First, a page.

Your code is breaking because BOOST_SPIRIT_QI_DEBUG as well as the
on_error<> handler seem to use iterators after they might have been invalidated.
To be honest, I'm not completely sure how this could happen.
AFAICT lexertl uses
spirit::multipass<> with a
split_functor input policy and a
split_std_deque storage policy .
Now, (luckily?) the checking policy is
buf_id_check which means that the iterator will check for invalidation at the time of dereference.
Iterators are expected to be invalidated if
- the iterator is derefenced, growing the buffer to >16 tokens and the iterator is the only one referring to the shared state.
- or somewhere along the line
clear_queue is called explicitely (e.g. from the
flush_multi_path primitive in the Spirit Repository)
Honestly I don't see any of these two conditions being met. A quick and dirty
token_iterator_type clone = iter; // just to make it non-unique...
evaluator.cpp doesn't make a difference (ruling out reason #1)
Temporary disabling the
docheck implementation in the
buf_id_check_policy made valgrind point out that
on_error<> and BOOST_SPIRIT_DEBUG* are causing invalid memory references. Commenting both indeed makes all problems go away (and the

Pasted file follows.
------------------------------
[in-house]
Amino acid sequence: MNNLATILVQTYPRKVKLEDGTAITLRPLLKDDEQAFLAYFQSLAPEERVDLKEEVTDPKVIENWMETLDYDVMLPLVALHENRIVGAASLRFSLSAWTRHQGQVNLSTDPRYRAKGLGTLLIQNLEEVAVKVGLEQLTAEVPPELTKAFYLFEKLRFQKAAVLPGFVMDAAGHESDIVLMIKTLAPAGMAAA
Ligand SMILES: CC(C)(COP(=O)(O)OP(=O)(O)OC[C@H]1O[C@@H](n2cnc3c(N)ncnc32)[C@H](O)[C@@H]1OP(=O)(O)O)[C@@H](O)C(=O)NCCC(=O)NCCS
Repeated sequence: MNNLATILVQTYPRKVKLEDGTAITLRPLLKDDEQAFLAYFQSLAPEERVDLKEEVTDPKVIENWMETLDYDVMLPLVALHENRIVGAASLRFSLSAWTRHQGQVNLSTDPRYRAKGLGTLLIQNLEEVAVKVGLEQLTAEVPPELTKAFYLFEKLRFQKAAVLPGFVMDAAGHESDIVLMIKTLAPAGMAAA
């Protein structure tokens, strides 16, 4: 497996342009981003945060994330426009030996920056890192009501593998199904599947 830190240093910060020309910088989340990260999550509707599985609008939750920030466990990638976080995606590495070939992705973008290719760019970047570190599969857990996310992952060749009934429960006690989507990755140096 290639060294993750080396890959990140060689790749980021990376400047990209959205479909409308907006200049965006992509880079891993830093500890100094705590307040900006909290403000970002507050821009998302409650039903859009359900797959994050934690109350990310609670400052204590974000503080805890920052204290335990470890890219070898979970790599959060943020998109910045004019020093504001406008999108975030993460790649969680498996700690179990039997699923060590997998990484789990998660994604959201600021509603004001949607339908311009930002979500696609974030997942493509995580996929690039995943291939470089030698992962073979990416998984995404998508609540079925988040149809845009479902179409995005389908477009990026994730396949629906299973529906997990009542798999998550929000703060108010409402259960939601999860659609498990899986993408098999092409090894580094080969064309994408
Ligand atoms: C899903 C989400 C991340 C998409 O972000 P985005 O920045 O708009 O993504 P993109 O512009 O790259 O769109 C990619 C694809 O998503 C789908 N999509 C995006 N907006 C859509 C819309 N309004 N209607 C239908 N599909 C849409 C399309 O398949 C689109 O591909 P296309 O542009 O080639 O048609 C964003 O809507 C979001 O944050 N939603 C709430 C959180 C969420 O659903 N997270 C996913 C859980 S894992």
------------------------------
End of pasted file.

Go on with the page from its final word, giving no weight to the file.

eval_expression now works).
However, this is likely not your preferred solution.
- you're working on a fixed, in-memory container representing the input you don't really need
multi_pass behaviour emulation
- you're using a trivial grammar, you don't really benefit from lexertl - while you are getting a lot of added complexity (as you can see)
I've quickly refactored some code: https://github.com/sehe/sash-refactor/commits/master
sanity - lets do without macros
4 files changed, 59 insertions(+), 146 deletions(-)
dead code, excess scope, excess instantiation
5 files changed, 38 insertions(+), 62 deletions(-)
9 files changed, 25 insertions(+), 177 deletions(-)
Now, you will find that your code is generally much simpler, also much shorter, not running into multi_pass limits and you can still have SPIRIT_DEBUG as well as
on_error handling :) In the end
- binary size in -g3 is reduced from 16Mb to 6.5Mb
- a net 263 lines of code have been removed
- more importantly, it works
Here's some samples (without debug output):
$ ./sash <<< '-echo $8-9'
Warning: Empty environment variable "8-9".
$ ./sash <<< '-echo $8\*9'
Warning: Empty environment variable "8*9".
$ ./sash <<< '-echo $8\*(9-1)'
Warning: Empty environment variable "8*(9-1)".
$ ./sash <<< '-echo $--+-+8\*(9-1)'
Warning: Empty environment variable "--+-+8*(9-1)".
 Which, despite it's name, buffers previously seen tokens in a